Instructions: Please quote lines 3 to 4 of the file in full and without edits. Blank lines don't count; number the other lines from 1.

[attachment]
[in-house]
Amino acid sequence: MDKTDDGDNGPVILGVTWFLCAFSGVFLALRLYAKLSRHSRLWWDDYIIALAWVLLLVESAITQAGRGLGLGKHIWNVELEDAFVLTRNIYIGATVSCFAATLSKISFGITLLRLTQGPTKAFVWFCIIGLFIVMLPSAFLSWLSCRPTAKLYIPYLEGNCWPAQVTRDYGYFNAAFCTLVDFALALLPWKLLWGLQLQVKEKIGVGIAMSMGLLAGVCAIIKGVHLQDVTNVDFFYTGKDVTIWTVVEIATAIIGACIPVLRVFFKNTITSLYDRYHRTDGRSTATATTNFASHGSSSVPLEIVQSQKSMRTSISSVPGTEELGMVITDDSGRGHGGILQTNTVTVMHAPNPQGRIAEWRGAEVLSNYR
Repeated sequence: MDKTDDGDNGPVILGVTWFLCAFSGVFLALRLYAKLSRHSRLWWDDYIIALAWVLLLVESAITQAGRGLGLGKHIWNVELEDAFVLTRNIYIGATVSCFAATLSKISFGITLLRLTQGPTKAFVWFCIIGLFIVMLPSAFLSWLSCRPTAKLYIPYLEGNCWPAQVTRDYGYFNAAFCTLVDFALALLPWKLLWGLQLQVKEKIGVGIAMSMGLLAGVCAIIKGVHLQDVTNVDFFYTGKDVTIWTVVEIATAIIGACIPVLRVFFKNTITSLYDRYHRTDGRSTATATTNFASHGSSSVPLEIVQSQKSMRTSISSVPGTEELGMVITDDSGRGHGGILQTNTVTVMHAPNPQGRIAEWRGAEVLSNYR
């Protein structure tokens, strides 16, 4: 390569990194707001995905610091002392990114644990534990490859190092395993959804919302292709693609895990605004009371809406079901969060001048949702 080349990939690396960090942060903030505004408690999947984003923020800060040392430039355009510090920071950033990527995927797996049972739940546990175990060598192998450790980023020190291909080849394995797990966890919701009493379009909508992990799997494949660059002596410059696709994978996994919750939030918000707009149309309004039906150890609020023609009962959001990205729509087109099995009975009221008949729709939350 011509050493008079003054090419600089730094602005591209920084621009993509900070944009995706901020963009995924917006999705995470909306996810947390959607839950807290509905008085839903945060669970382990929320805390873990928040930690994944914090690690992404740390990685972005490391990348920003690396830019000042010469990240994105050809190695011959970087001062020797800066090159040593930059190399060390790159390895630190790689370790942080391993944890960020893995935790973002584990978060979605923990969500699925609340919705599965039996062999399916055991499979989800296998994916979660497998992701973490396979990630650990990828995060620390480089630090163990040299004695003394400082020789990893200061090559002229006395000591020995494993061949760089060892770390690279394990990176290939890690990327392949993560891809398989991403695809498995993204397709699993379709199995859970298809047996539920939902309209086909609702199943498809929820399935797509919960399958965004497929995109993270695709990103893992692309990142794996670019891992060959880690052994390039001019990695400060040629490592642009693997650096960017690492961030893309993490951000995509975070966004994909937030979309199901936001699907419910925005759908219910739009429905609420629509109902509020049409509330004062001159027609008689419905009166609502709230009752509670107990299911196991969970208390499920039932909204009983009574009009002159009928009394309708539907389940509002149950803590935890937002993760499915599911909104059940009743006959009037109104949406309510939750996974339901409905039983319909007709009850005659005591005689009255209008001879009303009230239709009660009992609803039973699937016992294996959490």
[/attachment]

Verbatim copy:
Repeated sequence: MDKTDDGDNGPVILGVTWFLCAFSGVFLALRLYAKLSRHSRLWWDDYIIALAWVLLLVESAITQAGRGLGLGKHIWNVELEDAFVLTRNIYIGATVSCFAATLSKISFGITLLRLTQGPTKAFVWFCIIGLFIVMLPSAFLSWLSCRPTAKLYIPYLEGNCWPAQVTRDYGYFNAAFCTLVDFALALLPWKLLWGLQLQVKEKIGVGIAMSMGLLAGVCAIIKGVHLQDVTNVDFFYTGKDVTIWTVVEIATAIIGACIPVLRVFFKNTITSLYDRYHRTDGRSTATATTNFASHGSSSVPLEIVQSQKSMRTSISSVPGTEELGMVITDDSGRGHGGILQTNTVTVMHAPNPQGRIAEWRGAEVLSNYR
């Protein structure tokens, strides 16, 4: 390569990194707001995905610091002392990114644990534990490859190092395993959804919302292709693609895990605004009371809406079901969060001048949702 080349990939690396960090942060903030505004408690999947984003923020800060040392430039355009510090920071950033990527995927797996049972739940546990175990060598192998450790980023020190291909080849394995797990966890919701009493379009909508992990799997494949660059002596410059696709994978996994919750939030918000707009149309309004039906150890609020023609009962959001990205729509087109099995009975009221008949729709939350 011509050493008079003054090419600089730094602005591209920084621009993509900070944009995706901020963009995924917006999705995470909306996810947390959607839950807290509905008085839903945060669970382990929320805390873990928040930690994944914090690690992404740390990685972005490391990348920003690396830019000042010469990240994105050809190695011959970087001062020797800066090159040593930059190399060390790159390895630190790689370790942080391993944890960020893995935790973002584990978060979605923990969500699925609340919705599965039996062999399916055991499979989800296998994916979660497998992701973490396979990630650990990828995060620390480089630090163990040299004695003394400082020789990893200061090559002229006395000591020995494993061949760089060892770390690279394990990176290939890690990327392949993560891809398989991403695809498995993204397709699993379709199995859970298809047996539920939902309209086909609702199943498809929820399935797509919960399958965004497929995109993270695709990103893992692309990142794996670019891992060959880690052994390039001019990695400060040629490592642009693997650096960017690492961030893309993490951000995509975070966004994909937030979309199901936001699907419910925005759908219910739009429905609420629509109902509020049409509330004062001159027609008689419905009166609502709230009752509670107990299911196991969970208390499920039932909204009983009574009009002159009928009394309708539907389940509002149950803590935890937002993760499915599911909104059940009743006959009037109104949406309510939750996974339901409905039983319909007709009850005659005591005689009255209008001879009303009230239709009660009992609803039973699937016992294996959490």